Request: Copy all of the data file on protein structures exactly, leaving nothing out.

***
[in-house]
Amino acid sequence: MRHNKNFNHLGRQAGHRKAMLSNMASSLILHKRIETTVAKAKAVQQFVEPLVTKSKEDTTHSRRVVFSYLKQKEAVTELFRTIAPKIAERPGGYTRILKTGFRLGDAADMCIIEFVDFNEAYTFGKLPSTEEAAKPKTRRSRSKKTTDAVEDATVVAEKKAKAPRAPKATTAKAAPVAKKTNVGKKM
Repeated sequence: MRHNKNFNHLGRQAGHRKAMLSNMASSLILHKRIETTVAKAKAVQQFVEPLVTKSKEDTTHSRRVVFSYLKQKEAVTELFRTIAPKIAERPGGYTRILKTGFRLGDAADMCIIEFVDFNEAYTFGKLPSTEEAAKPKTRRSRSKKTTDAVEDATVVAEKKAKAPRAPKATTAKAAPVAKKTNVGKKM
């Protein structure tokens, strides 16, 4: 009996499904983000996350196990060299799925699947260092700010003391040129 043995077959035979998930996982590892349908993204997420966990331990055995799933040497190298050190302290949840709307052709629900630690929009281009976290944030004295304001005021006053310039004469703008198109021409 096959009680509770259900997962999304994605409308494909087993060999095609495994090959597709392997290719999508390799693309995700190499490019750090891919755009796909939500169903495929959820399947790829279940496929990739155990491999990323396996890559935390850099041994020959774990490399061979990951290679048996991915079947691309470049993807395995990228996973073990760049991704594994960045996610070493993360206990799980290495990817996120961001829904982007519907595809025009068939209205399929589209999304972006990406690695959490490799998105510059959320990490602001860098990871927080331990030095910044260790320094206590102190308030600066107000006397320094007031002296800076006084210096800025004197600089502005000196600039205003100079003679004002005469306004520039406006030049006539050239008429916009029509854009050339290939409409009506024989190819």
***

[in-house]
Amino acid sequence: MRHNKNFNHLGRQAGHRKAMLSNMASSLILHKRIETTVAKAKAVQQFVEPLVTKSKEDTTHSRRVVFSYLKQKEAVTELFRTIAPKIAERPGGYTRILKTGFRLGDAADMCIIEFVDFNEAYTFGKLPSTEEAAKPKTRRSRSKKTTDAVEDATVVAEKKAKAPRAPKATTAKAAPVAKKTNVGKKM
Repeated sequence: MRHNKNFNHLGRQAGHRKAMLSNMASSLILHKRIETTVAKAKAVQQFVEPLVTKSKEDTTHSRRVVFSYLKQKEAVTELFRTIAPKIAERPGGYTRILKTGFRLGDAADMCIIEFVDFNEAYTFGKLPSTEEAAKPKTRRSRSKKTTDAVEDATVVAEKKAKAPRAPKATTAKAAPVAKKTNVGKKM
């Protein structure tokens, strides 16, 4: 009996499904983000996350196990060299799925699947260092700010003391040129 043995077959035979998930996982590892349908993204997420966990331990055995799933040497190298050190302290949840709307052709629900630690929009281009976290944030004295304001005021006053310039004469703008198109021409 096959009680509770259900997962999304994605409308494909087993060999095609495994090959597709392997290719999508390799693309995700190499490019750090891919755009796909939500169903495929959820399947790829279940496929990739155990491999990323396996890559935390850099041994020959774990490399061979990951290679048996991915079947691309470049993807395995990228996973073990760049991704594994960045996610070493993360206990799980290495990817996120961001829904982007519907595809025009068939209205399929589209999304972006990406690695959490490799998105510059959320990490602001860098990871927080331990030095910044260790320094206590102190308030600066107000006397320094007031002296800076006084210096800025004197600089502005000196600039205003100079003679004002005469306004520039406006030049006539050239008429916009029509854009050339290939409409009506024989190819």